What erectile dysfunction says about your health
Erectile dysfunction, also commonly known as ED, is considered an "embarrassing" condition - one in which, the less said of, the better.
Some men see the malfunction as a sign of weakness and shame but experts say the condition may be communicating other health hazards.
Shane*,36 , says he has been struggling with ED for two months in secret before he sought help.
“Not having a functional penis is embarrassing and it affects your ego as a man. But I only realised how much it was affecting my relationship during the past few months because I ran out of excuses on why I didn't want to have sex,” said Shane.
After a few consultations with his doctor and urologist, Shane was diagnosed with depression which experts say was the root cause of ED.
“I’m glad I eventually sought help. Chances are if it didn't affect my sex life, I probably would have been starting this year, grumpy, moody and depressed, like I was last year,” said Shane.
According to experts, ED could indicate a serious health condition such as heart disease, hypertension, diabetes or depression - highlighting the need for men with this condition to consult a urologist.
A 2014 study in the South African Medical Journal indicated that approximately 31% of men suffer from sexual dysfunction in their lifetime.
Dr Odion Aire from The Urology Hospital, Pretoria, says the main causes of ED were either organic physical, emotional or psychological such as suppressed trauma or conflict, or a combination of both.
He says organic ED could be rooted in vascular, neurological or hormonal problems. The side effects of the medication might also play a role, as may co-morbid diseases such as diabetes, hypertension and depression. Old-age, smoking, heavy alcohol consumption, obesity and Peyronie’s disease -- which manifests in an abnormal penis – may also be behind the condition.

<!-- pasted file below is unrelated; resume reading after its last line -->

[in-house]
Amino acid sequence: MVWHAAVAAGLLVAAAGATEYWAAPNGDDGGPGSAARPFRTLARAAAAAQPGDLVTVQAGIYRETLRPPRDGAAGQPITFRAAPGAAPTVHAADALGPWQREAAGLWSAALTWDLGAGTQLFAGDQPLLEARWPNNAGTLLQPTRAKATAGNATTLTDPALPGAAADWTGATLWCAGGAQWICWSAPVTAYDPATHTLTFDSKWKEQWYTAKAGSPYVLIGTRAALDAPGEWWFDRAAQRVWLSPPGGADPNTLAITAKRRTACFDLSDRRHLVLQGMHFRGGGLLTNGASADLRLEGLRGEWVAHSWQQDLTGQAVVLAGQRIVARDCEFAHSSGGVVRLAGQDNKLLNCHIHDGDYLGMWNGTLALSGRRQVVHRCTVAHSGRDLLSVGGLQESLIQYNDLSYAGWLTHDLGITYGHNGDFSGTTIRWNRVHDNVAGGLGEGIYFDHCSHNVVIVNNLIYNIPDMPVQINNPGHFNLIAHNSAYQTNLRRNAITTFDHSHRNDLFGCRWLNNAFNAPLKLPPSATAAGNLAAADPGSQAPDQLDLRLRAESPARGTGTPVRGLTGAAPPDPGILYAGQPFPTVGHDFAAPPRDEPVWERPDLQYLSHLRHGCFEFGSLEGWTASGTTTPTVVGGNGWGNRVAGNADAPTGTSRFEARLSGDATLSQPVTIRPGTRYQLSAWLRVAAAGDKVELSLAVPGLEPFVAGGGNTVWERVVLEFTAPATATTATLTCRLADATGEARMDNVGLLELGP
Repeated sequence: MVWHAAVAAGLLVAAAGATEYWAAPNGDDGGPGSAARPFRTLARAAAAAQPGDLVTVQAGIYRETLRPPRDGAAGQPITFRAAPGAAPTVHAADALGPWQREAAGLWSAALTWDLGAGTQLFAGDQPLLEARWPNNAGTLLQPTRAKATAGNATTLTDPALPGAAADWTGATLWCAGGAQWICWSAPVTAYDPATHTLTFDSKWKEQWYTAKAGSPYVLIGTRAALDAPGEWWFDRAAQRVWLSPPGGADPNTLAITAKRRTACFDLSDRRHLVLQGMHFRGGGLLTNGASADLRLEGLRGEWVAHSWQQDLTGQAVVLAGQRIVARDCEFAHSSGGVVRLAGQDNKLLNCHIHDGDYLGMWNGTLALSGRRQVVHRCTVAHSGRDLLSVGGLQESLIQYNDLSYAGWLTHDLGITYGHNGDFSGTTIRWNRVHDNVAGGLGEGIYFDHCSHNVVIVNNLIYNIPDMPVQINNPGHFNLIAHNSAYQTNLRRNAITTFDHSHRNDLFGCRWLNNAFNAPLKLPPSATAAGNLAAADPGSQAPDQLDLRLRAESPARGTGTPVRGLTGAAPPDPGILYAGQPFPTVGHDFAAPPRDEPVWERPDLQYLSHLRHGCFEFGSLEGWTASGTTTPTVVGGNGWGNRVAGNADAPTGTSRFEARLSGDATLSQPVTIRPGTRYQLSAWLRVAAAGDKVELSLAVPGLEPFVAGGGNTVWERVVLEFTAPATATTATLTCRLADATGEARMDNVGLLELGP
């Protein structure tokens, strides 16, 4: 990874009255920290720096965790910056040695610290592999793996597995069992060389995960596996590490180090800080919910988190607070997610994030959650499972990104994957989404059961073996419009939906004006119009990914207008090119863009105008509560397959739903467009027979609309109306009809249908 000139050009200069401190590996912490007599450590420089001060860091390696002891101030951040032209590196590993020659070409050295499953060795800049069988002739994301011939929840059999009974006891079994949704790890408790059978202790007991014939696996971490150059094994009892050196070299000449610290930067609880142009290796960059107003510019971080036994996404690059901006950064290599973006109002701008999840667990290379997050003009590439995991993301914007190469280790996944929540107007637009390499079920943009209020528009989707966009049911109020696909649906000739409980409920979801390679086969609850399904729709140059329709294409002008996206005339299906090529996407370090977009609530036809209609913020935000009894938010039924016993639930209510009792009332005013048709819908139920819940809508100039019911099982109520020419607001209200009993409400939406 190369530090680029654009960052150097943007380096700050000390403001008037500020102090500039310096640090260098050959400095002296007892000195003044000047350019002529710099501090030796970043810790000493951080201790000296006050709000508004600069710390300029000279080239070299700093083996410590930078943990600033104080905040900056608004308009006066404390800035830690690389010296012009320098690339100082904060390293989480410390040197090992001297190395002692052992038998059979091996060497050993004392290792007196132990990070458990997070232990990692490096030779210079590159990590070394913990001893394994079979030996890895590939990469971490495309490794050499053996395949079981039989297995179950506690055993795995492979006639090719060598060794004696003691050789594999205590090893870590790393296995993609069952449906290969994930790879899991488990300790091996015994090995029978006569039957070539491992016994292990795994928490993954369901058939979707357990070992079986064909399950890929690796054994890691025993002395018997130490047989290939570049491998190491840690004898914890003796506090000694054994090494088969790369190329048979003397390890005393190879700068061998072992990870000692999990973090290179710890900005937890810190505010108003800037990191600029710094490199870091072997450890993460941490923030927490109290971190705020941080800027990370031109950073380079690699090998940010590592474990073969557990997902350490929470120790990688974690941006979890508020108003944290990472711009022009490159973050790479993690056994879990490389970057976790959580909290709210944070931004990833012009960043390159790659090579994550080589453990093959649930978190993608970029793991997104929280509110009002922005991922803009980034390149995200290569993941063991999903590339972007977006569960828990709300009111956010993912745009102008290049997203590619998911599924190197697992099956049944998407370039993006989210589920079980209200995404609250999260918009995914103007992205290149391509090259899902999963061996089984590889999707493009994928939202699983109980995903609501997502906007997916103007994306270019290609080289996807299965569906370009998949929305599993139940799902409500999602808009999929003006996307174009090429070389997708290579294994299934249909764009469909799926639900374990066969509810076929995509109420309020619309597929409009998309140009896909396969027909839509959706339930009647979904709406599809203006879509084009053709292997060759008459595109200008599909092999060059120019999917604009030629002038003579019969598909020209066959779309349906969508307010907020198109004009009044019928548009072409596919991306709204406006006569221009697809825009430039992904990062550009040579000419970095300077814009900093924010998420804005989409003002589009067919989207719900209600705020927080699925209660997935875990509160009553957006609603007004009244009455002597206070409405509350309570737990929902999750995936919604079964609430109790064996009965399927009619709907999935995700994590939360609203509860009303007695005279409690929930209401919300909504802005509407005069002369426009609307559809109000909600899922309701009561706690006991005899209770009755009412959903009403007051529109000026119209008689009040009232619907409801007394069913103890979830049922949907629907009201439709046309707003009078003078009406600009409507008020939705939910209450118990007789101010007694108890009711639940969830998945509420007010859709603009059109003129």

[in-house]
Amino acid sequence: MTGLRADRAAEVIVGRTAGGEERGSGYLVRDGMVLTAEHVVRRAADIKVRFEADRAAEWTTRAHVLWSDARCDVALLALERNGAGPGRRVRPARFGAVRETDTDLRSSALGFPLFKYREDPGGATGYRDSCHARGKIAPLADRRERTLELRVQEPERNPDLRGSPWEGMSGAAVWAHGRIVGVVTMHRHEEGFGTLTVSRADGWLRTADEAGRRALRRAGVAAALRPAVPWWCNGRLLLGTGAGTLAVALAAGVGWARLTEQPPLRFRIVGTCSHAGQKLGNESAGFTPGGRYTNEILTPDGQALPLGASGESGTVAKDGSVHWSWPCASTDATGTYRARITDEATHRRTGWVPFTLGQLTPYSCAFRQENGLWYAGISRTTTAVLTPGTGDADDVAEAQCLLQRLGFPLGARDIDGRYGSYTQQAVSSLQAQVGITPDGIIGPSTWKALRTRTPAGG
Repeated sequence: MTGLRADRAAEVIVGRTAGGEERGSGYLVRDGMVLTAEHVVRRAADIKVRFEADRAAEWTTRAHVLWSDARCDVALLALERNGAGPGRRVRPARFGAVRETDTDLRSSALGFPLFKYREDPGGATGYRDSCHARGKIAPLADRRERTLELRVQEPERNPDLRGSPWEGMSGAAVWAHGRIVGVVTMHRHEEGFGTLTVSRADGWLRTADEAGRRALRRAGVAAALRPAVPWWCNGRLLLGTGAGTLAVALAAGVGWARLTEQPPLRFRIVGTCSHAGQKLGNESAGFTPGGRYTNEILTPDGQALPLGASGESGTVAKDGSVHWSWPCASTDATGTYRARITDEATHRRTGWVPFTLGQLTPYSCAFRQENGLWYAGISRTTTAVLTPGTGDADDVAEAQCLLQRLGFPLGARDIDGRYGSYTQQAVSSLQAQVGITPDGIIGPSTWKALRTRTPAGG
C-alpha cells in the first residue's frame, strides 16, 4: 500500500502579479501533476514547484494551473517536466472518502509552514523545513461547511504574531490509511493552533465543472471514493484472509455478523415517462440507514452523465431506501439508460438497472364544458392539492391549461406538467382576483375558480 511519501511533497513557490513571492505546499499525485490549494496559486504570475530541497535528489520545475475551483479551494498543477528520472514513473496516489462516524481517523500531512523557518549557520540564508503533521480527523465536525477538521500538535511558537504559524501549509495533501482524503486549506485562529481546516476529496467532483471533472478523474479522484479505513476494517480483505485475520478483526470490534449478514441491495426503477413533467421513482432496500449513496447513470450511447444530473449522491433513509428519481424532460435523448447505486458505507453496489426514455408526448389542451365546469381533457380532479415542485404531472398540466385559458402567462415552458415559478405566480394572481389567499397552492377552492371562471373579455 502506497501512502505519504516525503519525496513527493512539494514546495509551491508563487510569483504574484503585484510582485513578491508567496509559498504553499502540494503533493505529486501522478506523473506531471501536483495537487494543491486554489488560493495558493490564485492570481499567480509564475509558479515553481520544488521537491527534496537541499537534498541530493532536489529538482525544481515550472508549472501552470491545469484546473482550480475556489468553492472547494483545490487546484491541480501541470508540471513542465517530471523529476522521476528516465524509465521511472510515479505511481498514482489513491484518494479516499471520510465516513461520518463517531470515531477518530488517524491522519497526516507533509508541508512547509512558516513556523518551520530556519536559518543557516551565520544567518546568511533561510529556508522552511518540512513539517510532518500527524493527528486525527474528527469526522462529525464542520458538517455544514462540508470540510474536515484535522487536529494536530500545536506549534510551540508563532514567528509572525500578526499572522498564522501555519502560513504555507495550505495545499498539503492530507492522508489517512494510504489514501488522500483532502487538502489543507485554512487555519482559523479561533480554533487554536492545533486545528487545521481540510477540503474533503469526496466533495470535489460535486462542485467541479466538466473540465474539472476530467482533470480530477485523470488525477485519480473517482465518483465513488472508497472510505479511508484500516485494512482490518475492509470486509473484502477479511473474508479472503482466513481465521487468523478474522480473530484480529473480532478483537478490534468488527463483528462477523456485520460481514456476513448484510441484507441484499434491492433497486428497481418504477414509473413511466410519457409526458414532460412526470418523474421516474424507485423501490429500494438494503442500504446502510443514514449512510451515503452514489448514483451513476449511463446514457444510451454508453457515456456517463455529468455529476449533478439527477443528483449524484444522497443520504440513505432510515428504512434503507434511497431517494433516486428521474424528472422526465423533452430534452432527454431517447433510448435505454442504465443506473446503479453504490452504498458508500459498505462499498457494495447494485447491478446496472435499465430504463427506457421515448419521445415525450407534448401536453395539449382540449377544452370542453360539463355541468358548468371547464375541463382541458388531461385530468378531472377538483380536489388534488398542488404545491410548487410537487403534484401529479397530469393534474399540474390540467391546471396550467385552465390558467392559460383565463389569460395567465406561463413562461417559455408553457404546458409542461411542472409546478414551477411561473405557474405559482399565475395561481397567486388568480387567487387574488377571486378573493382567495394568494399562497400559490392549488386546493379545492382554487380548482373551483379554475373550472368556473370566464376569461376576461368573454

“Sometimes there may be more than one underlying cause of ED. It’s important for men with ED to move past the embarrassment and consult a urologist as it may be treatable. The appropriate action or treatment will emerge after a consultation” he added.
Dr Ahmed El-Shafei, Medical Advisor: Neuroscience and ED for Lilly South Africa says, "Even if erection problems only occur from time to time, they should still be taken seriously as ED can be indicative of more serious underlying medical conditions such as diabetes, high blood pressure and cardiovascular disease.
"In fact, ED is more common in men with cardiovascular disease since their risk factors are closely aligned, so ED often represents a ‘sentinel symptom’ or a marker in patients that there could be an underlying cardiovascular disease, where no other symptoms are present,” explained Dr El-Shafei.
There are a number of treatment categories for ED, but the most commonly prescribed first-line therapy is an oral medication that falls in the category of phosphodiesterase-5 or PDE5 inhibitors, for short. All medicines in this category – while having some pharmacological differences that translate into differing clinical effects - essentially have the same action,” explains Dr El-Shafei.
Following sexual stimulation, PDE5 inhibitors increase blood flow to the penis, causing an erection. Penile erection is caused by the engorgement of the penis with blood. This engorgement occurs when the blood vessels delivering blood to the penis increase the delivery of blood, and the blood vessels carrying blood away from the penis decrease the removal of blood. Under normal conditions, sexual stimulation leads to the production and release of nitric oxide in the penis.
As many continue to want to lead healthy lifestyles in 2020, experts say it’s important to listen to your body and seek help from a medical professional whenever there is a malfunction.
Shane* not his real name